In this week’s Stephanie’s Heroes, three University of Virginia undergrads are going the distance to improve education for children with learning disabilities. They plan to travel to Zambia to help new teachers and implement new lesson plans that could make a big difference for students.
Lauren Baetsen, Emily Nemec and Amanda Halacy will soon be leaving Grounds at UVa. and heading thousands of miles away to go to the Special Hope Network in Lusaka, Zambia.
The network works to help children with learning disabilities. It focuses on academics, health and educating parents and caregivers about how to care for those children.
“We really felt called to go over and help them with the best ability that we can because the work that they do is absolutely incredible with what they’re doing with the kids. It’s changing their lives and if we can have some impact on that, it would be amazing.” said Lauren Baetsen, UVa student.
Often times children with learning disabilities in Zambia don’t have access to education and don’t attend school for various reasons. If they do, the curriculum may not be geared towards children with those challenges.
“They don’t want to be sitting at home. They don’t want to stay at home with their parents. They want to have an education so they can feel like they’re giving back to society and we want to be able to give them that ability because that’s really the first stepping stone for them,” said Baetsen.
That’s why these UVa. students have been meeting for more than a year. They’ve been doing research and coming up with books and ideas to help young Zambian students who attend this school.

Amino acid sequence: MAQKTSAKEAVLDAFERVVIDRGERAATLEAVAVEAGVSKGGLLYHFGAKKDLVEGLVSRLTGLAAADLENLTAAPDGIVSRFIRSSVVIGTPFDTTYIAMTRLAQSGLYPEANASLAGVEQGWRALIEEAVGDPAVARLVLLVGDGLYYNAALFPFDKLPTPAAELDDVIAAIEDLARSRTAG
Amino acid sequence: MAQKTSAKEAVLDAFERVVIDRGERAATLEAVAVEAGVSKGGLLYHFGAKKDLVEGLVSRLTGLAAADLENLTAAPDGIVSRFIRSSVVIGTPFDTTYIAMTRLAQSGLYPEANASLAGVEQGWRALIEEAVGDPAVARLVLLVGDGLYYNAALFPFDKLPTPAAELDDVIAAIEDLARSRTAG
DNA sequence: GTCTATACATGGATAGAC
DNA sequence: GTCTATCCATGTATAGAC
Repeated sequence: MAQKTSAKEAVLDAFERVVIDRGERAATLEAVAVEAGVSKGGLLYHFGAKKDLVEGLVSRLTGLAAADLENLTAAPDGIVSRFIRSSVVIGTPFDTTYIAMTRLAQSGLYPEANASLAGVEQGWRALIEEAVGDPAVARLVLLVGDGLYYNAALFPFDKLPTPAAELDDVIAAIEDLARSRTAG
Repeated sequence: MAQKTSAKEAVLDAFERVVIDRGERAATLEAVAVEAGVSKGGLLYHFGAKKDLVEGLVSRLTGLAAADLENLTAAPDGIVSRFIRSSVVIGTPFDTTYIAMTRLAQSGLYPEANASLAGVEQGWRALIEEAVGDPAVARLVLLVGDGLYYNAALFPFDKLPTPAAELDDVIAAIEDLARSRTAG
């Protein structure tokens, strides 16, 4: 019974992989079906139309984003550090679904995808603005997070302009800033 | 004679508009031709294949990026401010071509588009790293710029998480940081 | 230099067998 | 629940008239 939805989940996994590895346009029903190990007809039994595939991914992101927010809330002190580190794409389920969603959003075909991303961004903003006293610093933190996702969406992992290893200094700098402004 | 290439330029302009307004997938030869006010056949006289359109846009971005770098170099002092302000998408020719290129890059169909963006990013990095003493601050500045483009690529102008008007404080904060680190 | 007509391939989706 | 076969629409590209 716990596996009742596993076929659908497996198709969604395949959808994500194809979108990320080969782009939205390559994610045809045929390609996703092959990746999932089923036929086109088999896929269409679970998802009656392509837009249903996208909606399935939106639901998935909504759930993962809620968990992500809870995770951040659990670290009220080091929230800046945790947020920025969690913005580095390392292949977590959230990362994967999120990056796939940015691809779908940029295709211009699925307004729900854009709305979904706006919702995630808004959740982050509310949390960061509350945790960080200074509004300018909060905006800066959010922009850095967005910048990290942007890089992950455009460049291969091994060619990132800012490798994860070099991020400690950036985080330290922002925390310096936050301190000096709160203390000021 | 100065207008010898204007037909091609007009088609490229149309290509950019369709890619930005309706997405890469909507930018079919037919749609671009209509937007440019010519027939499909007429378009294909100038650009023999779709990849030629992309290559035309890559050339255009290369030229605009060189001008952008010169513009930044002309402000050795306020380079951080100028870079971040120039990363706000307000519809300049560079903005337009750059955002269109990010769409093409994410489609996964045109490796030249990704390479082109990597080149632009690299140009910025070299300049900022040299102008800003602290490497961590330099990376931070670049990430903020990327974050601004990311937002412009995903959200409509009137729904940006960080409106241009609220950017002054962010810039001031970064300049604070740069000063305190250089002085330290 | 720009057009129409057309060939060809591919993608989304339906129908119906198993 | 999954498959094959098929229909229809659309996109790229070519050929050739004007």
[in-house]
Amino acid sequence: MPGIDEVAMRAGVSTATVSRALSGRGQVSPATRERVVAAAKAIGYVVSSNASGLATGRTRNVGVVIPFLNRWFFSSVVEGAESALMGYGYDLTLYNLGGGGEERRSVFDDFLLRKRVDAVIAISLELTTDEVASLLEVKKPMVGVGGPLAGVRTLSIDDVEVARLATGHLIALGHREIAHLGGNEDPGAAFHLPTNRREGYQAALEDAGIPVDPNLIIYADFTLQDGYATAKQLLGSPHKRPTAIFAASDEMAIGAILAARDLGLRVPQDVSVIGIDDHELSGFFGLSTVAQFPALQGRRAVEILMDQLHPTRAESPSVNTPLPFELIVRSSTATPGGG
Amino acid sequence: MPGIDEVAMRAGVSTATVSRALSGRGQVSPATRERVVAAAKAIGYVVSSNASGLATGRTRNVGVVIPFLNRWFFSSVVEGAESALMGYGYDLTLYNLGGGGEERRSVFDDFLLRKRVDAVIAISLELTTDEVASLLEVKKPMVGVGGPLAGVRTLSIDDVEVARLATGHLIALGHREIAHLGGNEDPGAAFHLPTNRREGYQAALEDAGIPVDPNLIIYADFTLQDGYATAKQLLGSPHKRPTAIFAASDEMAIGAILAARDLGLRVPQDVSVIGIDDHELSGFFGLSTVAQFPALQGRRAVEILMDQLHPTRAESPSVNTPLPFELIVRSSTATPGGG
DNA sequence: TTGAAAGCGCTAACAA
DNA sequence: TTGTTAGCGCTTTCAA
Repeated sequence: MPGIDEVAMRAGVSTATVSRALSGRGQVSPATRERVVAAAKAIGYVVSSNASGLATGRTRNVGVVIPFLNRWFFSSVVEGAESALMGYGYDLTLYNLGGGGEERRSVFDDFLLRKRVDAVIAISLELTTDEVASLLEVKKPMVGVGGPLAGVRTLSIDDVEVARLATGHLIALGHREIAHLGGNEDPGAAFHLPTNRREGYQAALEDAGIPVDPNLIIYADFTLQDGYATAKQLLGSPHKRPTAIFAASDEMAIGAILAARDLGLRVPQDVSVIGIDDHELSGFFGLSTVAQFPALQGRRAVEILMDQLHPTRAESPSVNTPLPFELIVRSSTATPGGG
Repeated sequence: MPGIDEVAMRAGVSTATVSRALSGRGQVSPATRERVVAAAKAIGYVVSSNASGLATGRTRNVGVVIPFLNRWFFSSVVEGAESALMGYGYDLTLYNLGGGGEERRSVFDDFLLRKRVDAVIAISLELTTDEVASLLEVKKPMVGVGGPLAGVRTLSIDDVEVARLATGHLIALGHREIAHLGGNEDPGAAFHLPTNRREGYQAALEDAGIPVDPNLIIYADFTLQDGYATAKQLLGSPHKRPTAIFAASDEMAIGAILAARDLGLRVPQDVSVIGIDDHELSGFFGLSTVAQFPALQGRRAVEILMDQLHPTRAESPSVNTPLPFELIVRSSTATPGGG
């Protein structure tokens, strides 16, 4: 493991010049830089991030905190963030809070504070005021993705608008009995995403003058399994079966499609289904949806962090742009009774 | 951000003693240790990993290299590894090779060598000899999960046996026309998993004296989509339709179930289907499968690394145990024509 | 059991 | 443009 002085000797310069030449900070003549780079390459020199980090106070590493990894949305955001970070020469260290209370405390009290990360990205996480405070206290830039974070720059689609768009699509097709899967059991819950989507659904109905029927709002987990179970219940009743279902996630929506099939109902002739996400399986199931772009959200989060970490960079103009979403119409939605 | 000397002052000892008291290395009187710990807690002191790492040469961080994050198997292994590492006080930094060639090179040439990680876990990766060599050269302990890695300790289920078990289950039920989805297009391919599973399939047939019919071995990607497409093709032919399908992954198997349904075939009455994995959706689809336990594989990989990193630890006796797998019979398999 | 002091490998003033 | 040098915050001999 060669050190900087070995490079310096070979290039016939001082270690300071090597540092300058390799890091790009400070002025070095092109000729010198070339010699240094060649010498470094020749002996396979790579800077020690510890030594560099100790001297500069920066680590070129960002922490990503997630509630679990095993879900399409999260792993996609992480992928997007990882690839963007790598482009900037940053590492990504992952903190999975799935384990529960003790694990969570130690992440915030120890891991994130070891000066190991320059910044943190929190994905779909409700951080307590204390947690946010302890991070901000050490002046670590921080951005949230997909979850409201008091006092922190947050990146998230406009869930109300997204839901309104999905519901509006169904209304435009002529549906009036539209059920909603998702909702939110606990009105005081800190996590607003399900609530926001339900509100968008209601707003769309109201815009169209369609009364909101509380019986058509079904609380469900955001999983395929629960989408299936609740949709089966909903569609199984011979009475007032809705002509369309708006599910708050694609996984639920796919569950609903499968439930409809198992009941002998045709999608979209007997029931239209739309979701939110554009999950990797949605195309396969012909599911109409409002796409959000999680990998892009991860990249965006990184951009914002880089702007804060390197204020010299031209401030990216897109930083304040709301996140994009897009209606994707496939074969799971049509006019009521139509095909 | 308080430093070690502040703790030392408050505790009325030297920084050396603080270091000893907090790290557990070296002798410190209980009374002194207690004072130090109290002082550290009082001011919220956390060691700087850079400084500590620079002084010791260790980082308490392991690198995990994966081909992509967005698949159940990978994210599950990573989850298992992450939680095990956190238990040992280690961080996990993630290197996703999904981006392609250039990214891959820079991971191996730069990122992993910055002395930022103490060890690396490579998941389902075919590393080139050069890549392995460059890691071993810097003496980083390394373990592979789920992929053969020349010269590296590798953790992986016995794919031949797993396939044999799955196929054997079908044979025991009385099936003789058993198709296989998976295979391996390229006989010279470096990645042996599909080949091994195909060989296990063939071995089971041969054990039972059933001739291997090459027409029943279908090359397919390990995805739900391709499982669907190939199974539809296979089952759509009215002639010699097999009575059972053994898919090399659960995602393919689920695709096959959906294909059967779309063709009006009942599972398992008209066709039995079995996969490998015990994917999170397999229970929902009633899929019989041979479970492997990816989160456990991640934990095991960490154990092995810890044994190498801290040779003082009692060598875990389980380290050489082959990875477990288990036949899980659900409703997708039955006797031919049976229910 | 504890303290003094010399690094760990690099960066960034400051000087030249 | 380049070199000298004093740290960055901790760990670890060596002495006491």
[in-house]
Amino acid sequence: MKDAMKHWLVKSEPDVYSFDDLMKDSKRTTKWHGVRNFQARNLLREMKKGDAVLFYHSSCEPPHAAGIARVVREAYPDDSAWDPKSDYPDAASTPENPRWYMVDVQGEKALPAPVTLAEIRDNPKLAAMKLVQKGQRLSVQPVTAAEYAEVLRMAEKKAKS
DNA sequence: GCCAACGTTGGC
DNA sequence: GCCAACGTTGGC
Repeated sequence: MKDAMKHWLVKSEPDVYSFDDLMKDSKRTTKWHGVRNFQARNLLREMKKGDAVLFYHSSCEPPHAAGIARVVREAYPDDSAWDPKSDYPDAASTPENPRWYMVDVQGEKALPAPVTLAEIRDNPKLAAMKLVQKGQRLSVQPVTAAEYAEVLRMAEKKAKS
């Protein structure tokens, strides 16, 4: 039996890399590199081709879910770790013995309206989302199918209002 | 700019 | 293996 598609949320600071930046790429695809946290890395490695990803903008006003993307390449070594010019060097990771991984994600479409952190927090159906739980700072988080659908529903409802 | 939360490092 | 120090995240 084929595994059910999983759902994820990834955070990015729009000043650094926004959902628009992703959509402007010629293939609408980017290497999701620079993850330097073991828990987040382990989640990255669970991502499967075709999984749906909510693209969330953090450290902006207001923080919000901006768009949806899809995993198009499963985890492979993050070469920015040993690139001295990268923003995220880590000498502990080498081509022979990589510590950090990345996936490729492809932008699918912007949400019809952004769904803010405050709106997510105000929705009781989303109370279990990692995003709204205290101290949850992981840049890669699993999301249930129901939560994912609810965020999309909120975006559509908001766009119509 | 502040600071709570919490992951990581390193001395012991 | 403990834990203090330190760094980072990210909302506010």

“Right now we’re just doing a lot of background research really focusing on culture and understanding what’s going on there. We really want to make sure that we’re well-versed in what the culture is over there and what the individuals working in the center have experienced throughout their lives,” said Emily Nemec, UVa. student.
During the four week trip, the young ladies will be working closely with new teachers to help create individualized learning plans for each student.
“A lot of the kids have had different amounts of exposure to the classroom, time that they’re parents are able to work with them. So, each kid really needs that individualized education to be able to reach those goals,” said Nemec.
Even though the group is traveling halfway around the world to make a difference, they don’t call themselves heroes.
“I don’t necessarily think that our team should be classified as heroes. We identified a need. We have the ability to fulfill the need hopefully. We have the ability and we’re just doing what should be done,” said Amanda Halacy, UVa. student.
The group will leave to head to Zambia on June 18th. This trip is part of a grant they recently won.
The leadership of Special Hope are all former Charlottesville residents. Most of the financial support for the organization comes from the Charlottesville community.